29 August 2011

On Addressing a Duke's Eldest Son's Younger Son

Mind Your Manners
Claire Wallace
Toronto: Harlequin, 1953

A businesswoman, a journalist, a pioneering radio broadcaster and something of a daredevil, Claire Wallace was a remarkable woman with a remarkable story. How curious then that this, her only book, should have etiquette as its subject. The press release tucked into my copy provides something of an explanation:
In her continuous search for stories on Canadiana, Author [sic] Wallace came against a problem. There were no up-to-the-minute reference books on Canadian manners. Etiquette seemed out-dated and stuffy. That's how the idea for this new book was born.

I venture to say that etiquette, by its very nature, always seems out-dated and stuffy. And the claim – implication, really – that this or any reference book is up-to-the-minute borders on false advertising. That said, Mind Your Manners remains a useful little book in that it provides a clear picture of acceptable and exemplary behaviour in the Canada of the early 'fifties. I write here of the days of double weddings, visiting hairdressers and afternoon dress gloves; a time when a polite divorcee (as Miss Wallace was) would make no mention of her failed marriage "except legally and in conversation to personal friends."

Mind Your Manners was indeed "the first Dictionary [sic] of Canadian etiquette" – here the copy doesn't lie – though I think those in the know would have deferred to DeBrett's. Would Lady Eaton have consulted a 50¢ paperback sold only at newsstands?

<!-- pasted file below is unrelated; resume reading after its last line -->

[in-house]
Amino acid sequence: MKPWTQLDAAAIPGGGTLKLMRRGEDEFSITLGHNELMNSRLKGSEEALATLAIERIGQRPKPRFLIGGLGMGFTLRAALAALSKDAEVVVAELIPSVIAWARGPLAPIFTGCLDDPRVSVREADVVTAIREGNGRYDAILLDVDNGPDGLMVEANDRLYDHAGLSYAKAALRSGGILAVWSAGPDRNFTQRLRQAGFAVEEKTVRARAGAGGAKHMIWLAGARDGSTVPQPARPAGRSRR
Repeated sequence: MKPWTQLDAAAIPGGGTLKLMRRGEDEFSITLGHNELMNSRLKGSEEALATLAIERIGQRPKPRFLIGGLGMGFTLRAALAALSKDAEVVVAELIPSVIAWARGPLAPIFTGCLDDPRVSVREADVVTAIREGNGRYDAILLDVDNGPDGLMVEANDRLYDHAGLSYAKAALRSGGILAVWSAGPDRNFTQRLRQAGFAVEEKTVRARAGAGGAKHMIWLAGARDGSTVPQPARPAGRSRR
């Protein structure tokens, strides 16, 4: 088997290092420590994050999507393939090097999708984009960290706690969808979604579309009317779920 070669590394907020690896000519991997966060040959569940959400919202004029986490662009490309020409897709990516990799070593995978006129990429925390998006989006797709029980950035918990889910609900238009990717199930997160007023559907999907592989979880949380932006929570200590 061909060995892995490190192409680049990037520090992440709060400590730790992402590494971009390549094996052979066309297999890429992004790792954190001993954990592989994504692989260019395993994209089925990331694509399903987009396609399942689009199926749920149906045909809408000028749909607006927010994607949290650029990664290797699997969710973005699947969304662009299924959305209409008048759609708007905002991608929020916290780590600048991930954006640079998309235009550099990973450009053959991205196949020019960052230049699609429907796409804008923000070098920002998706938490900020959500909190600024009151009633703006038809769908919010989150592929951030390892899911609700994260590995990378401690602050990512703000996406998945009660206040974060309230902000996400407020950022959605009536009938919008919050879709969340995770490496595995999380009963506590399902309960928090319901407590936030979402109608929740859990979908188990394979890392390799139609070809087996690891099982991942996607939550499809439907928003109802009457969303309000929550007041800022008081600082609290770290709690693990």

Really, Mind Your Manners is as much about dreams as it is about place cards. In this more egalitarian post-war world, one might be invited to dine with a duke, mightn't one? Best to know the proper form of address – and let's not forget the Duke's daughter, his eldest son's daughter, his eldest son's eldest son, his eldest son's younger son, his eldest son's wife, his younger son and his younger son's wife. Miss Wallace covers all these possible encounters, along with eventualities like this one:

Mind Your Manners sold out its initial printing, returning to press just two months after release – a rare reprint in Harlequin's first decade. In 1960, the guide was reborn as the awkwardly titled Canadian Etiquette Dictionary. "COMPLETELY NEW" trumpets the cover, while the interior quietly informs that the guide was originally published as Mind Your Manners. Both statements mislead. No, the book is not "COMPLETELY NEW", but it is updated and does feature a previously unpublished section on travel etiquette. Miss Wallace revised the book a third time for a 1967 edition, titled simply Canadian Etiquette, issued by Winnipeg's Greywood Publishing. The guide appeared again in 1970, with an "up-to-date" travel section, even though its author was two years dead.

Back to 1953.

I admit to being thrown by the dedication in Mind Your Manners: "To Our Parents...".


Turn the page and we find the Foreword: "A book like this could never be written by two women alone..."


The other woman is Joy Brown*, who is credited as editor on the cover and title page. It's true that Brown was a writer – Night of Terror (1950), one of Harlequin's earliest titles, is hers – but did she actually pen any of these entries... or is it that Miss Wallace was just being overly polite?